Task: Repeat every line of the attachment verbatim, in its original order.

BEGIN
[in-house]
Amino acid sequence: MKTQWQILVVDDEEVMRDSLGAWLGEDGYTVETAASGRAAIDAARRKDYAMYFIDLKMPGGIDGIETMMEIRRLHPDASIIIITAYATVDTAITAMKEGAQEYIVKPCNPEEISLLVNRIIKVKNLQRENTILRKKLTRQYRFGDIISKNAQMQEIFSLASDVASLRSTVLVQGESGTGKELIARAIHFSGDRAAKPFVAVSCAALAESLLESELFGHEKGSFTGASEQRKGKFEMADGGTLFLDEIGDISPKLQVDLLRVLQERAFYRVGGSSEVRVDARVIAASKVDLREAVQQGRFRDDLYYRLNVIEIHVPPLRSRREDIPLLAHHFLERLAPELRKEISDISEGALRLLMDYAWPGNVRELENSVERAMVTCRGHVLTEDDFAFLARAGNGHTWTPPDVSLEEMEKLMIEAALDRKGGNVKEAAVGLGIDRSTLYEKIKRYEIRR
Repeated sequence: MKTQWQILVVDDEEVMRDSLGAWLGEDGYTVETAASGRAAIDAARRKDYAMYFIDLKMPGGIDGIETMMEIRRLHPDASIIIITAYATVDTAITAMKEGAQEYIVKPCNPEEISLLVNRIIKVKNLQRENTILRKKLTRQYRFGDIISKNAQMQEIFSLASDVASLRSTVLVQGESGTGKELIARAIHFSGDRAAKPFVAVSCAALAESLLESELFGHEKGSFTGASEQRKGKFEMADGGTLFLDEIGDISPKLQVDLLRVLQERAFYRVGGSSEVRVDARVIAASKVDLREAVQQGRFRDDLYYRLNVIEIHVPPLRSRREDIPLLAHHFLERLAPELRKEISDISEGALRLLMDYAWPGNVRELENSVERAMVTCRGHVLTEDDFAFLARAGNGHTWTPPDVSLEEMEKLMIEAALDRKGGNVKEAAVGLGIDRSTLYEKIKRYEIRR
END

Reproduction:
[in-house]
Amino acid sequence: MKTQWQILVVDDEEVMRDSLGAWLGEDGYTVETAASGRAAIDAARRKDYAMYFIDLKMPGGIDGIETMMEIRRLHPDASIIIITAYATVDTAITAMKEGAQEYIVKPCNPEEISLLVNRIIKVKNLQRENTILRKKLTRQYRFGDIISKNAQMQEIFSLASDVASLRSTVLVQGESGTGKELIARAIHFSGDRAAKPFVAVSCAALAESLLESELFGHEKGSFTGASEQRKGKFEMADGGTLFLDEIGDISPKLQVDLLRVLQERAFYRVGGSSEVRVDARVIAASKVDLREAVQQGRFRDDLYYRLNVIEIHVPPLRSRREDIPLLAHHFLERLAPELRKEISDISEGALRLLMDYAWPGNVRELENSVERAMVTCRGHVLTEDDFAFLARAGNGHTWTPPDVSLEEMEKLMIEAALDRKGGNVKEAAVGLGIDRSTLYEKIKRYEIRR
Repeated sequence: MKTQWQILVVDDEEVMRDSLGAWLGEDGYTVETAASGRAAIDAARRKDYAMYFIDLKMPGGIDGIETMMEIRRLHPDASIIIITAYATVDTAITAMKEGAQEYIVKPCNPEEISLLVNRIIKVKNLQRENTILRKKLTRQYRFGDIISKNAQMQEIFSLASDVASLRSTVLVQGESGTGKELIARAIHFSGDRAAKPFVAVSCAALAESLLESELFGHEKGSFTGASEQRKGKFEMADGGTLFLDEIGDISPKLQVDLLRVLQERAFYRVGGSSEVRVDARVIAASKVDLREAVQQGRFRDDLYYRLNVIEIHVPPLRSRREDIPLLAHHFLERLAPELRKEISDISEGALRLLMDYAWPGNVRELENSVERAMVTCRGHVLTEDDFAFLARAGNGHTWTPPDVSLEEMEKLMIEAALDRKGGNVKEAAVGLGIDRSTLYEKIKRYEIRR